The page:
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April 13, 2022 - No Comments!

Why and how is there “no money” in writing children books?

I wrote this answer for thi question on and thought it could be helpful to share as a post.

The market size of the Children's Book Publishing industry is expected to increase by 2.2% in 2022. In the US, it grew faster than the economy overall (source: IBISWorld - Industry Market Research, Reports, and Statistics). So, the reason for the affirmation "There is no money in writing children's books?" could not be justified by the sector's performance.

I'll share my experience as an author and illustrator. So far, I've published 3 picture books as an author & illustrator with Apila, a Spanish publisher.

My first book with them won their annual contest. The winner gets €4000.00 as an advance (equivalent to 10% of the first batch o books printed, an industry average). They get an around 300book submissions for each contest. So, here we have the first reason: Many people are making books and trying to publish them. So, only phew ideas will get to see the light of the day.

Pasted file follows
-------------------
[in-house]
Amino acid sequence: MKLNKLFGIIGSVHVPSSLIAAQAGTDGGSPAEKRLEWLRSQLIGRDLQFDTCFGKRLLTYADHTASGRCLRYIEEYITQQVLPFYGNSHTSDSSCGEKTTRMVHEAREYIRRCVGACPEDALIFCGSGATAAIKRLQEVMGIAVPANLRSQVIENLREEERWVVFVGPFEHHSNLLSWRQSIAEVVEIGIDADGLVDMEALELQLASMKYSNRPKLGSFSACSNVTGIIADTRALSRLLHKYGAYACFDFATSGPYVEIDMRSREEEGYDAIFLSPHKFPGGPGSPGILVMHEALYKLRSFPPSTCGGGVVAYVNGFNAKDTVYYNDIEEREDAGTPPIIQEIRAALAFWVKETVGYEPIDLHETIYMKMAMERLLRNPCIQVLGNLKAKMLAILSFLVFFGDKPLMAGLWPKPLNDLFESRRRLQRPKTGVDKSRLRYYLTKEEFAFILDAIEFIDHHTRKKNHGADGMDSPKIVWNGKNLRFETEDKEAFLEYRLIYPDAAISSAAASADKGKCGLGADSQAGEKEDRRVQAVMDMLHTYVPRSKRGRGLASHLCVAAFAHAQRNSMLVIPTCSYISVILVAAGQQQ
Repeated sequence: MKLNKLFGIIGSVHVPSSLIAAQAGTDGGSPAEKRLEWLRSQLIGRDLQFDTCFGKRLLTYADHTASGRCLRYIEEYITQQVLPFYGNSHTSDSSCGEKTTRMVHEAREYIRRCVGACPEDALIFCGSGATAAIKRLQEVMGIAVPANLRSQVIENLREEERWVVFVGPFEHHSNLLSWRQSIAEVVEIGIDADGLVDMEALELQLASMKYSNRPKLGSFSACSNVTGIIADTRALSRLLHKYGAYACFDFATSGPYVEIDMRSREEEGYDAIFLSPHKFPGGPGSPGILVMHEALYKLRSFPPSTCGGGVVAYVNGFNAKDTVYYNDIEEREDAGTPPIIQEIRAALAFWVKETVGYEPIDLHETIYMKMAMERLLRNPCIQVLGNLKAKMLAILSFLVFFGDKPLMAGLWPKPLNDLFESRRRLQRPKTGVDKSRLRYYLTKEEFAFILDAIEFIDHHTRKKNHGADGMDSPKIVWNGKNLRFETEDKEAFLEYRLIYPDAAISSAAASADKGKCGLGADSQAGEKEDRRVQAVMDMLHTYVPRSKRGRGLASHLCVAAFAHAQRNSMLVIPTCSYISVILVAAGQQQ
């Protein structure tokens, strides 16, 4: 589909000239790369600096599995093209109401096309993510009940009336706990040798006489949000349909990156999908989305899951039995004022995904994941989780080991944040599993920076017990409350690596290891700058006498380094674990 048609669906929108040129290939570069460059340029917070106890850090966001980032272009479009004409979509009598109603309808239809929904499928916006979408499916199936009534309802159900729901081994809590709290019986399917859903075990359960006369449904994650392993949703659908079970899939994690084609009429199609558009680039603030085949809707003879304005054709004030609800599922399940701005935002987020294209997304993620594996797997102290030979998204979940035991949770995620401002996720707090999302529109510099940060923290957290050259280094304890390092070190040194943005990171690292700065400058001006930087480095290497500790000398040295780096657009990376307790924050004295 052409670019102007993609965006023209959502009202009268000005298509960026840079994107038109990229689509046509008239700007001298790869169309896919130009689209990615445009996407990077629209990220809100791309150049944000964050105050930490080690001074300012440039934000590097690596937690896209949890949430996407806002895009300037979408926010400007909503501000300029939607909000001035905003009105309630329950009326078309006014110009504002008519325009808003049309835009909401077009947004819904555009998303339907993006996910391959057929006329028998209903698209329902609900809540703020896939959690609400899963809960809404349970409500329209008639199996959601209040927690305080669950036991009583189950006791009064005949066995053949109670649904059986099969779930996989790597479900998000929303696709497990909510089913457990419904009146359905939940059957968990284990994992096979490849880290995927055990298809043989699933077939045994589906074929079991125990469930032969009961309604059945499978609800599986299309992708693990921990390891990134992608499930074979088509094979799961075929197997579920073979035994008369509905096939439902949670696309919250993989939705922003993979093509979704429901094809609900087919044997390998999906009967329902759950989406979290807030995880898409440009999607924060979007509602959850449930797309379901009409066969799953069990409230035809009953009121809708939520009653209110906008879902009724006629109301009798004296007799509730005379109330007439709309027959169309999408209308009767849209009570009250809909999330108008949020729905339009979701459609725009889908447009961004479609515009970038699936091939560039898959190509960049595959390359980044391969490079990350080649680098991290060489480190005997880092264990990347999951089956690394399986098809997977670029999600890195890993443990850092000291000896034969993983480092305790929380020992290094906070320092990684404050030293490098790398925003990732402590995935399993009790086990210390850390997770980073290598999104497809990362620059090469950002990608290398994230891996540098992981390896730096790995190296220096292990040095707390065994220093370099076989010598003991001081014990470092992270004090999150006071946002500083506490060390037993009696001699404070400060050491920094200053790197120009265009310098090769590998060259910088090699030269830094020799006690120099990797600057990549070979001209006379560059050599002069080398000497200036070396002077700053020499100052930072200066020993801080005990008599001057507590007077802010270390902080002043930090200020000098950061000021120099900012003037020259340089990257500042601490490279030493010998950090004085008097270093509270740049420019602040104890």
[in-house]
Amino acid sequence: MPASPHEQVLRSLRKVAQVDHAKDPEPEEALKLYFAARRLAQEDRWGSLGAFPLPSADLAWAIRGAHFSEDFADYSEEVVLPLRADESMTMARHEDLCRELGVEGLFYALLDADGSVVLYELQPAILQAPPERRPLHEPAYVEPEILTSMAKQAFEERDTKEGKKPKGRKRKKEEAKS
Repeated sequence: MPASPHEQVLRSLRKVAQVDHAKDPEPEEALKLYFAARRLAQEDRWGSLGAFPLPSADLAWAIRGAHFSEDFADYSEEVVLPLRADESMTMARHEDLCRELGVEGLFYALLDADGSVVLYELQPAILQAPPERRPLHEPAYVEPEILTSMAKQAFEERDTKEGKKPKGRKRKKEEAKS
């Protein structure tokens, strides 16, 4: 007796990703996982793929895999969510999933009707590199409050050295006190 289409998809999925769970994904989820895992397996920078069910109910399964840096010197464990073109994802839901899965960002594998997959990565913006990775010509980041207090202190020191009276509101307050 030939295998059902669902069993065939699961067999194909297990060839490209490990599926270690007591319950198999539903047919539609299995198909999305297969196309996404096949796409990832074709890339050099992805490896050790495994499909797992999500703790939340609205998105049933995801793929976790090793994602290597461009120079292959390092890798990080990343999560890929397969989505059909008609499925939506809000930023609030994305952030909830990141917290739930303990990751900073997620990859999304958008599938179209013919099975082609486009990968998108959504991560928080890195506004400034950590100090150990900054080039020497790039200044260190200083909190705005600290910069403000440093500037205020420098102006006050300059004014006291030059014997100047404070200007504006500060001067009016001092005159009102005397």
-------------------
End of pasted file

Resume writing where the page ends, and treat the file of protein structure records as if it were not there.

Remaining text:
What’s next. I finish my book, and it goes to market. The book was well received and had a second print after roughly one year of its launch. I get more 10% of the second batch (hooray). If I were "only" the author, I would get 5% as the other 5% would go for the illustrator. Here comes the second reason there is less money "writing" children's books.

The third reason would be that new books will compete with old classics. My first book, "Un Arbol" (a tree), ranks between the top 10 up to the top 100 on the "counting books for infants and toddlers" of amazon in Spain. And there's always some variation of the "very hungry caterpillar" around it. It can be a version of the book with magnets, hardcover, paperback, Spanish version, etc. So, a new book won't compete only with the books launched this year but with all the books published in previous years that are still in the market.

Also, there's a long tail effect: the best seller outsells the books that are down the tail. And my last consideration: there are also many books based on TV characters (Pepa pig, Pocoyo, etc.) which will take sales of more "authorial" works.

So, unless you make a bestseller, it's tough to make good money, or any money at all, writing children's books. In my case, I can say the book paid off my efforts, but I haven't made proper money with it so far. Hopefully, I'll keep getting royalties on the long run.